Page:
2. Snapchat: This app allows a user to send photos and videos to anyone on his/her friend list. The sender can determine how long the receiver can view the image and then the image “destructs” after the allotted time.

Problem: It is the #1 app used for sexting, mostly because people think it is the safer way to sext. However, the “snaps” can easily be recovered & the receiver can take a screen shot and share it with others. Also, a lot of images from Snapchat get posted to revenge porn sites, called “snap porn”.

3. Blendr: A flirting app used to meet new people through GPS location services. You can send messages, photos, videos, rate the hotness of other users, etc.

Problem: There are no authentication requirements, so sexual predators can contact minors, minors can meet up with adults. And again, the sexting.

4. Kik Messenger: An instant messaging app with over 100 million users that allows users to exchange videos, pics, and sketches. Users can also send YouTube videos and create memes & digital gifs.

Problem: Kids use the app for sexting and sending nude selfies through the app is common. The term “sext buddy” is being replaced with “Kik buddy”. Kids use Reddit and other forum sites to place classified ads for sex by giving out their Kik usernames. Also, Kik does not offer any parental controls and there is no way of authenticating users, thus making it easy for sexual predators to use the app to interact with minors.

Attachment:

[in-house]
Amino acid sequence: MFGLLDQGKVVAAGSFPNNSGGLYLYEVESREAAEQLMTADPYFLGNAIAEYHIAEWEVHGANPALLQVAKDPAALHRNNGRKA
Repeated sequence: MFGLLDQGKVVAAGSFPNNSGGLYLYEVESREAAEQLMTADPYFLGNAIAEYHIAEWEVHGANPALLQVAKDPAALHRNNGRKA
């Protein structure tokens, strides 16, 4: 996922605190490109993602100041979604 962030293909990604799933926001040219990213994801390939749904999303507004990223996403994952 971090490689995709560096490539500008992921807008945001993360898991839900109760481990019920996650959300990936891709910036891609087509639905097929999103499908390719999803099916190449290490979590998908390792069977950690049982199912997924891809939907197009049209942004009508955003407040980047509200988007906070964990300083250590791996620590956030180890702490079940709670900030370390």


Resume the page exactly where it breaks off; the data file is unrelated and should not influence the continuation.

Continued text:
5. Whisper: Whisper is an anonymous confession app. It allows users to superimpose text over a picture in order to share their thoughts and feelings anonymously. However, you post anonymously, but it displays the area you are posting from. You can also search for users posting within a mile from you.

Problem: Due to the anonymity, kids are posting pics of other kids with derogatory text superimposed on the image. Also, users do not have to register to use Whisper and can use the app to communicate with other users nearby through GPS. A quick look at the app and you can see that online relationships are forming through the use of this app, but you never know the person behind the computer or phone. Sexual predators also use the app to locate kids and establish a relationship. One man in Seattle, Washington was charged with raping a 12-year-old girl he met on this app in 2013.

6. is one of the most popular social networking sites that is almost exclusively used by kids. It is a Q&A site that allows users to ask other users questions while remaining anonymous.

Problem: Kids will often ask repeated derogatory questions that target one person. Due to the anonymity of the badgering, it creates a virtually consequence-free form of cyber-bullying. has been associated with 9 documented cases of suicide in the U.S. and the U.K.